Today is Father’s Day. But I’ve never been one to get excited about what I have always considered a trivial holiday. Hell, should my family forget to mention it, I doubt I would make a fuss. In fact, I’m sure I wouldn’t. But this year is different. This year is one in a series of holidays which I am without my father.
We had been estranged for many years - only in the last five or six having reconnected. Though we did our best to make the most of the time we had, there were still numerous unresolved issues between us when he died. But they were unresolved because we agreed to let those particular sleeping dogs lie. So I suppose I should say that our issues were unresolved by design - a wound which had closed enough to ignore. But after he died, I had to ask myself if that had been the right thing to do. Should we have talked about what had happened? Should we have revisited those painful events? Did my father die still needing closure? These questions plagued my thoughts for weeks. In the end, I came to the conclusion that closure is not necessarily reliving old issues; it doesn’t mean picking at the past until it hurts. It means having the ability to move on. And that is what we had done – started a new chapter and closed the old.
Just before I sat down to write this, I took a long look around and the house felt as if it was missing something. At first I couldn’t put my finger on what it was. The day had been quiet and uneventful. Being Father’s Day, I chose to relax and spend my time sitting on the back porch. I was alone for the most part. But I didn’t mind. There are times when I need to be alone; no voices other than the one inside my head demanding my attention. Luckily, today even that voice remained quiet. The scenarios I play out in my inner theater can be irritating when all I want is to have some peace of mind; even if that peace is not to last. But today I had no problem emptying my thoughts.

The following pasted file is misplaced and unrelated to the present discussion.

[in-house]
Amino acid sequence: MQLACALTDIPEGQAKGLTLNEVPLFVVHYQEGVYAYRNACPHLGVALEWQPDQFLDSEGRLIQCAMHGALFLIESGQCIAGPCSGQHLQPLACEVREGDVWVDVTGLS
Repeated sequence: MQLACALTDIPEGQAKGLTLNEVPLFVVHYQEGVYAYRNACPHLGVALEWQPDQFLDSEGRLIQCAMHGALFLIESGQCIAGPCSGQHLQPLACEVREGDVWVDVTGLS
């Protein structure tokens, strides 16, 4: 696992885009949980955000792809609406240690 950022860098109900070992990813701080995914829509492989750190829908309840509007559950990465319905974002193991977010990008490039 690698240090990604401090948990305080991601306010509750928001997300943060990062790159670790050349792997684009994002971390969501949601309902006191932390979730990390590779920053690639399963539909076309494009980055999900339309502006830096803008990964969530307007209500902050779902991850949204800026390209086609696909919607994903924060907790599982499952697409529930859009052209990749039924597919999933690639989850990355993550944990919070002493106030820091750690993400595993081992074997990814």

The sun set and the crickets and cicadas began kicking up a racket, telling me I had better get inside before the mosquitoes realized I was there. So I headed into the kitchen for a cup of coffee. Yeah, I know. But I have always enjoyed coffee at night. It was then I realized what was out of place. It was barely 8PM and the countertops were clean, the dishes put away, and the lights were out. That may not sound as if things were out of place, but they were. Over the past few years, though I have held on to my apathetic attitude toward Father’s Day, it has been customary for my father to come over and visit for a while. I’d buy him some small trinket – nothing extravagant - and we’d sit around and chat until it was time to eat. Afterward, he was usually tired and didn’t linger for more than another hour before going home; typically, around 8PM.
My wife and I would wait a few minutes and chill out for a bit before cleaning up. But tonight there was no need. What little cleaning there was had been done hours before. And the spotless kitchen was a stark reminder that he was gone. Once again, I wondered if I had done right by not talking with him about what had caused our estrangement. But then, that would be looking back, wouldn’t it? If I have learned one thing from the short time I had him back in my life was that life can only be lived in one direction at a time. Choosing to move backward only forces you to cover the same ground twice. As for me…I would rather explore new ground.